When I discovered this book, Professor Dell was suffering from dementia, and did not understand that his manuscript of some 50 years earlier had been published. His daughter discovered it, dust-coverd in the attic. Dr. Dell was best known for his poetry, which like his prose, is clear, true and compelling. He was a man who used simple words to express complex emotions. I have always aspired to follow his lead. George Dell taught forever at Capital University, a small Lutheran college about eight miles from Ohio State in Columbus. Reading The Earth Abideth, you realize you are experiencing the work of a great American writer, who is great at writing about America. In the book's first sentence, his description of the osage orange tree is so well-crafted that you will remember it long after you forget what the trees look like in your own front yard. The story is about a man and his family, not unlike any of us and our families. As you begin to live his life along with Thomas Linthorne, you might as well be in his house, in the barn, in the fields. The events and emotions are basic, raw, believeable. You won't be able to put the book down. Thank you George Dell.

  • By ohiomyown on September 25, 2010

    I am very familiar with this book, having read it years ago. Since that time I have purchased and given away six or more copies to friends and family members. This particular copy was purchased for my sister's birthday.It is a vivid account of life in central Ohio following the Civil War.Key words:Violet CountyColumbus, OhioCivil War Veterans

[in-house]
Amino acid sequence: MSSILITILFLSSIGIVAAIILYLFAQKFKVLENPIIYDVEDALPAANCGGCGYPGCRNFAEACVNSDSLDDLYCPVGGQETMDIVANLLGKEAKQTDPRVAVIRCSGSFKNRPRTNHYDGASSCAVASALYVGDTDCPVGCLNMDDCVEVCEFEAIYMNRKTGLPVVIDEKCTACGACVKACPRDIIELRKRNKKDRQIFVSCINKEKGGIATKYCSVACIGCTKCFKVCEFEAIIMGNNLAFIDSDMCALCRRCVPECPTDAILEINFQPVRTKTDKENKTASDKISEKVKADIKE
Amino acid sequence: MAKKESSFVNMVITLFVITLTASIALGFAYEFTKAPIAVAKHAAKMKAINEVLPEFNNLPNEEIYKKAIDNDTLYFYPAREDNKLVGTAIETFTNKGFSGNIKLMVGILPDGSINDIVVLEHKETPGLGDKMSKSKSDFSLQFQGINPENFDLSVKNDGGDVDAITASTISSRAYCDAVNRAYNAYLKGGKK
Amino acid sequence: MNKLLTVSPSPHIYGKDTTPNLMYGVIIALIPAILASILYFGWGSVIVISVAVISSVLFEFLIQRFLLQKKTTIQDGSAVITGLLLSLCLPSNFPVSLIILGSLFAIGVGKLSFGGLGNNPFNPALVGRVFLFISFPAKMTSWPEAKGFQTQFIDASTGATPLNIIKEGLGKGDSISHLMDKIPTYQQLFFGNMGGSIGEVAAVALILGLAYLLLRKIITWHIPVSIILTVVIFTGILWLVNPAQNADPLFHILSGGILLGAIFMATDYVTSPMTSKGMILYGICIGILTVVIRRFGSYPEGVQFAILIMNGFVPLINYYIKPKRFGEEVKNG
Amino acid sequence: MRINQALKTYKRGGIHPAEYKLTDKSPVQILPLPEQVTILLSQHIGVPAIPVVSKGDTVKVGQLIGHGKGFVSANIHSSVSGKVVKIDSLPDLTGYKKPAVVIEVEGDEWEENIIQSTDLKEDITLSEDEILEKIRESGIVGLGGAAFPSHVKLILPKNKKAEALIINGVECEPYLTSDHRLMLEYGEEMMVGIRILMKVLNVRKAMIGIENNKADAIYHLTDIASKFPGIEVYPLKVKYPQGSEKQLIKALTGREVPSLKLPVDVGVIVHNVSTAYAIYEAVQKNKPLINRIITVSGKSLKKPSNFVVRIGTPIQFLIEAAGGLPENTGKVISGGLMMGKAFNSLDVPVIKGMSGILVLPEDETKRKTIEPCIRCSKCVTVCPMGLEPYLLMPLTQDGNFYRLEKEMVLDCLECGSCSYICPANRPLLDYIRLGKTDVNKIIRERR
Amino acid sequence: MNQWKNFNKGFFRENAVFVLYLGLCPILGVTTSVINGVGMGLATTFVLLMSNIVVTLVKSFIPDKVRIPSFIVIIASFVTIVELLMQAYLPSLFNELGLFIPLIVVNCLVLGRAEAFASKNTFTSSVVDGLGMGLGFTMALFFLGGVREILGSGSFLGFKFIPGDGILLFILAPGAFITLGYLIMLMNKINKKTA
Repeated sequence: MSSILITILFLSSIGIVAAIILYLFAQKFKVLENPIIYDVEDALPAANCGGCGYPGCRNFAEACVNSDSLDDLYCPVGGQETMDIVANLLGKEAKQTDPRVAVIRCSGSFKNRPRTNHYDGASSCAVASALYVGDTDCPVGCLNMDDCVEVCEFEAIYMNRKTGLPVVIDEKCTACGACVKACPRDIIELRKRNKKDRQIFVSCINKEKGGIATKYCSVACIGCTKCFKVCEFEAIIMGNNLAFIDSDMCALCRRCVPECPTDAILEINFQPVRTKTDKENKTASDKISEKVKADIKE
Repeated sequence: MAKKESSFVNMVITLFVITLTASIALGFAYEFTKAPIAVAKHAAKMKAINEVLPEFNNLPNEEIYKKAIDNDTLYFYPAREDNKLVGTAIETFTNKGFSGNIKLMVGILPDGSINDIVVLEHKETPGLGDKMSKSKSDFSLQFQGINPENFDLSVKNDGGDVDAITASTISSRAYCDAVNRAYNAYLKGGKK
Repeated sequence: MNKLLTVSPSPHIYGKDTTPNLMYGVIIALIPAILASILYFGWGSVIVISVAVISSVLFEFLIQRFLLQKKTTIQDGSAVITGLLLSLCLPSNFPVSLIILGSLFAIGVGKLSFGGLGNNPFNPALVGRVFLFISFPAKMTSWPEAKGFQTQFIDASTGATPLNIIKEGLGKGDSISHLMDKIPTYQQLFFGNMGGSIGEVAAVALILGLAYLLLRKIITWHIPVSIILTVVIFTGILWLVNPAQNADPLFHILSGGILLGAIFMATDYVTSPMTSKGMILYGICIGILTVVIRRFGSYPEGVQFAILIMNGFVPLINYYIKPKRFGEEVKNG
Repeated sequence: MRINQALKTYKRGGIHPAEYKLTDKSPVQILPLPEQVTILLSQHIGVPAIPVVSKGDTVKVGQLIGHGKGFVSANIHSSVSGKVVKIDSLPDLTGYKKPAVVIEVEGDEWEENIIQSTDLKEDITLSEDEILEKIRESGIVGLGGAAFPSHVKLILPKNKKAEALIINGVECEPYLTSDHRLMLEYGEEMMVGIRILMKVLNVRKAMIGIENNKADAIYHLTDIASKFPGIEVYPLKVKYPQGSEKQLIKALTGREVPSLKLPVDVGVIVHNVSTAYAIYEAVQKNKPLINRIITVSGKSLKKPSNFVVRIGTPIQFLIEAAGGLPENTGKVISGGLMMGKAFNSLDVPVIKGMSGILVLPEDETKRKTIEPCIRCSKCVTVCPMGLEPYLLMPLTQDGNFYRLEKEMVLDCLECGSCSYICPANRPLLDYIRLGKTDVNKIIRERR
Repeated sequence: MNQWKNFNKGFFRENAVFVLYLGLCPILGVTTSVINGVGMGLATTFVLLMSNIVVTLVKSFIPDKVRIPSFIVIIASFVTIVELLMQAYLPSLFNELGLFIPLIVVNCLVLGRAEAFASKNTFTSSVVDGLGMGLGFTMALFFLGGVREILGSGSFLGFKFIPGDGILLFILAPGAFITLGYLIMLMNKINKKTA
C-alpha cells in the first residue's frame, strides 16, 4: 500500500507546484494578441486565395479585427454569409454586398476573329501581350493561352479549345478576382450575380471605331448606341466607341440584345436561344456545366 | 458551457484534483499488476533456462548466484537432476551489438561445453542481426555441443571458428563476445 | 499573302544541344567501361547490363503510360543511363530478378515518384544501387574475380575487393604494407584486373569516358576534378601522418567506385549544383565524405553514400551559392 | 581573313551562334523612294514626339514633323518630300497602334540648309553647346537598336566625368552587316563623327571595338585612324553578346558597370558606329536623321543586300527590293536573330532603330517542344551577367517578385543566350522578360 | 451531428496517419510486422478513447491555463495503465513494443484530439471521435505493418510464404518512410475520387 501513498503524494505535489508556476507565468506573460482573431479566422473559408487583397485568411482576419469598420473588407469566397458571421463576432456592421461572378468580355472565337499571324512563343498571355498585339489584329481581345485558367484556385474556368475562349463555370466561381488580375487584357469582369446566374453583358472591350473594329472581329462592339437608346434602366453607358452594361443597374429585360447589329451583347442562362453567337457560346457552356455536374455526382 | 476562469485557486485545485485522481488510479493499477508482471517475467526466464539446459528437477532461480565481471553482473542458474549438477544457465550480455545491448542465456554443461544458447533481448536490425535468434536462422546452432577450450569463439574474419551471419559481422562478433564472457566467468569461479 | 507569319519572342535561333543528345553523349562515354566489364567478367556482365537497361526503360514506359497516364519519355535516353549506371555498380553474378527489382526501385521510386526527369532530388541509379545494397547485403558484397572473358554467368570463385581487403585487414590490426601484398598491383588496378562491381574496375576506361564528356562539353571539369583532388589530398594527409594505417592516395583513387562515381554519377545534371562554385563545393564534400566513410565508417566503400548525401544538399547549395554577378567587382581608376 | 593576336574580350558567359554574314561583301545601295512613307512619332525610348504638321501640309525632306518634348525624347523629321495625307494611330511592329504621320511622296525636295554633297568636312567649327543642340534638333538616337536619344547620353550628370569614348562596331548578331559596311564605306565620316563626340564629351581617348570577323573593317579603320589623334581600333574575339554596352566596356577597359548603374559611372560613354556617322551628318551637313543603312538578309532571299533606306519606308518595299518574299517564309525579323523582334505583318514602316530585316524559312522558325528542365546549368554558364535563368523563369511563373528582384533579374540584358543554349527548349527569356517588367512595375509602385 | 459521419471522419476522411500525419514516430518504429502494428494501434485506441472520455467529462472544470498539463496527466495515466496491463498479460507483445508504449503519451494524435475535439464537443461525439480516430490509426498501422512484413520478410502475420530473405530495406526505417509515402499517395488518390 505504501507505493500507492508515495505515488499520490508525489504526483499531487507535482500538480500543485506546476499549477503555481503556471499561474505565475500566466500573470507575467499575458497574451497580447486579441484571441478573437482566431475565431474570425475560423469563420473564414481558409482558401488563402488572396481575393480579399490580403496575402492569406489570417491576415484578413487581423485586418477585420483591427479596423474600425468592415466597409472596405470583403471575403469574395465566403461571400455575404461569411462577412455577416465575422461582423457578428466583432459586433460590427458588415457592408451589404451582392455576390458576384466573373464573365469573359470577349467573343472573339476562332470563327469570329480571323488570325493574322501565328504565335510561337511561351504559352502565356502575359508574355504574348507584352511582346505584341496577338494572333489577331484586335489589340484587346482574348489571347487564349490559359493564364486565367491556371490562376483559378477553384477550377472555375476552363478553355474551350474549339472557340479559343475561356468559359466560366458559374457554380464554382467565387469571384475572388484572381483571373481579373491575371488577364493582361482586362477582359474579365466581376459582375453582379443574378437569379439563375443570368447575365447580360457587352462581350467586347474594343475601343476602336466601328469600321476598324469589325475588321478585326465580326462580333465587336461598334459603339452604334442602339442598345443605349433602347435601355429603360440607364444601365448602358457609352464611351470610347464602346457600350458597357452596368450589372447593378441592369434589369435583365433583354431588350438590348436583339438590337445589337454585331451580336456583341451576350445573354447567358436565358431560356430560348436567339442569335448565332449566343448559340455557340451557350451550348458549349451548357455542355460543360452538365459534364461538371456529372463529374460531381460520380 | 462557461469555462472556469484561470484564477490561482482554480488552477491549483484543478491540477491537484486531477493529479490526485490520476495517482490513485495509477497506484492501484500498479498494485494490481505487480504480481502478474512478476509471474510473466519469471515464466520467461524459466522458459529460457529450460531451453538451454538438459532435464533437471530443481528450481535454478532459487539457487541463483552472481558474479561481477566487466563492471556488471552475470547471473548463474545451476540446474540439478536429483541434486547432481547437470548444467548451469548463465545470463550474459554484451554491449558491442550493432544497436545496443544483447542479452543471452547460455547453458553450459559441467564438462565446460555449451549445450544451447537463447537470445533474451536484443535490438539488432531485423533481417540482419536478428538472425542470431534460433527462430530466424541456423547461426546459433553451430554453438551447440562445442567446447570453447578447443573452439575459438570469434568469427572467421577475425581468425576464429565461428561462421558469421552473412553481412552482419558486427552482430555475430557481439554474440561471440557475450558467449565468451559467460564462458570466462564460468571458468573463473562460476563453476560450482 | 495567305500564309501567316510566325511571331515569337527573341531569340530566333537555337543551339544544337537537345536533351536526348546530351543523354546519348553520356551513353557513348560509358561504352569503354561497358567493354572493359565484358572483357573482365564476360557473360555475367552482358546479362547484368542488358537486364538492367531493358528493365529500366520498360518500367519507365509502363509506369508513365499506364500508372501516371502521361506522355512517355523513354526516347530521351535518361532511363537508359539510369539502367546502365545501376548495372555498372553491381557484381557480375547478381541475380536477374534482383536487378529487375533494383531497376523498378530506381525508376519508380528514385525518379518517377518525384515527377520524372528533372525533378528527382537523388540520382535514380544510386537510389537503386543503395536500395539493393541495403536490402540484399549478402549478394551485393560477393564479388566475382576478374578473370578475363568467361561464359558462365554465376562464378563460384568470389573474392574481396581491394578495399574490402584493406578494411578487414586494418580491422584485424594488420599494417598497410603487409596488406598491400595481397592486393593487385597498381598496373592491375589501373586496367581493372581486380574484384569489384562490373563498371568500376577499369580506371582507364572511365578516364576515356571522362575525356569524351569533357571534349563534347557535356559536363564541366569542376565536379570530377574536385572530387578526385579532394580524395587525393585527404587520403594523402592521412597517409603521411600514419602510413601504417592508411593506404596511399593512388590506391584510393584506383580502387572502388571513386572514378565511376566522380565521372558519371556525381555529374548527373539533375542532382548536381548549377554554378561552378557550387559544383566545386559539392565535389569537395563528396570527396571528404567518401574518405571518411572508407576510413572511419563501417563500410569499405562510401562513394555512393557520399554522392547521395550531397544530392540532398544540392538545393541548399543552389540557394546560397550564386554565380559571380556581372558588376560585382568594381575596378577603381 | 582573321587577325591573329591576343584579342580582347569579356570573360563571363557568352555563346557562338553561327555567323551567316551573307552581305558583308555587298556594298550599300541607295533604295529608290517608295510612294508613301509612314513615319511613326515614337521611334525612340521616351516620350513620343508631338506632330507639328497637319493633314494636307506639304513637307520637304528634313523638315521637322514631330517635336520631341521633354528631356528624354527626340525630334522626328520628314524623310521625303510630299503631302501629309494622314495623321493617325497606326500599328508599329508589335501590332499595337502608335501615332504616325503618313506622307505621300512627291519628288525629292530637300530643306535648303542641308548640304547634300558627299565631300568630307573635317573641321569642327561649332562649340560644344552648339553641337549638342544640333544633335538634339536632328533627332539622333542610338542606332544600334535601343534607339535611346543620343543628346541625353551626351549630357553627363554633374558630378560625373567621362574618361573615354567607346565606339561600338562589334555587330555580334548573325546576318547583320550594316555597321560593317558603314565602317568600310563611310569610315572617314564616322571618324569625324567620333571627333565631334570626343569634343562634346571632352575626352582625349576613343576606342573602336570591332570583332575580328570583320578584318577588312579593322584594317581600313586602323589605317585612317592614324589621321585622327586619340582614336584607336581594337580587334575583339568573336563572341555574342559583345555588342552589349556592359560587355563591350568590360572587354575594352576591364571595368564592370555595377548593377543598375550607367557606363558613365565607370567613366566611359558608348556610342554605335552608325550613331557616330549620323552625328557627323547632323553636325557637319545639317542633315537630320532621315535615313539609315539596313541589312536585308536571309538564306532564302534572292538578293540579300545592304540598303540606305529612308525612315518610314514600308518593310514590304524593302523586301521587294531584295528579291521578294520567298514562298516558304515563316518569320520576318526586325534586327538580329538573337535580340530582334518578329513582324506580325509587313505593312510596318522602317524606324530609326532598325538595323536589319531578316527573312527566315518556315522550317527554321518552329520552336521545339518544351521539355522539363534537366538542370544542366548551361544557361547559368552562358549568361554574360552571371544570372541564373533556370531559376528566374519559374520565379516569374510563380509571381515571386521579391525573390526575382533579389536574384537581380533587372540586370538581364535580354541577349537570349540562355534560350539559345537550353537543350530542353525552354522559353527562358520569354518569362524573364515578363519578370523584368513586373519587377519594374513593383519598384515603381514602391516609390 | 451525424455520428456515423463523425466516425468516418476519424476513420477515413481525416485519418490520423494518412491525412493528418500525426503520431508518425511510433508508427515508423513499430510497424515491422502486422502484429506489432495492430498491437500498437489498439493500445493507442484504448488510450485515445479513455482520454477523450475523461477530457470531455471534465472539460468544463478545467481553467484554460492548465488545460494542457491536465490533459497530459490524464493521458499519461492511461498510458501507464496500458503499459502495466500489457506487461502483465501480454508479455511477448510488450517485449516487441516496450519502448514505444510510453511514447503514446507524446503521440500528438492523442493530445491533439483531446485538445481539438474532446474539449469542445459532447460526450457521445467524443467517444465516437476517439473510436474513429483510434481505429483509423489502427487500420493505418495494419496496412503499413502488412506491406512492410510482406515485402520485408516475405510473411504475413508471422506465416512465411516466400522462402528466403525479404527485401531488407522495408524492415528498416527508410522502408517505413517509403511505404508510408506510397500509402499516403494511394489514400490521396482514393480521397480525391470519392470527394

• By KATHLEEN CANFIELD SWORDEN on January 18, 2003

    George Dell took me on a a 299-page trip back in Ohio time, and I never wanted to come back. From his no-nonsense introduction to Thomas Linthorne's Sunday afternoon in April, 1866 on page 3, to Thomas' death on another Sunday afternoon in June,about 50 years later, Dell's writing is just right: not too thick, not too thin; just enough to fill you up, and make you wish there was more than just this 1986 story from the 85 year old, smooth-writing Dell. I started Dell's post-civil War Ohio story of his returning veteran on the Wednesday night after book club, falling asleep around the time the first baby was born. The book called to me at work the next day; I had to leave at noon, taking half a vacation day to finish it. Thomas, wife Kate, and children Hocking, Charlotte, Faith, and Grover are a typical Ohio farm family of the late 19th century - but touched by the same struggles of any family of the this century. Religious faith versus agnosticism, career versus family, and the challenges of neighbors and children all touch the same nerves. Dell's language has a hint of the Homeric - his "frost-blanched sky" on page 3 signals the epic journey to come. It is a odyssey worth taking, filled with temptations, truth, and consequences. Rnjoy the scenery; the pace is perfect, and the company outstanding. I hope my Ohio ancestors lived lives half as thoughtful, and at least as hopeful, as Dell's Linthorne family.

  • By A customer on July 17, 2001

    I have read this book over, and over, and over again, and I never tire of it. It truly is a treasure. By reading it, you absorb a bit of history, and you benefit from experiencing triumph, joy, heartache and sadness, religion, even humor. Almost like 'Little House on The Prairie' with quite a bit of spice.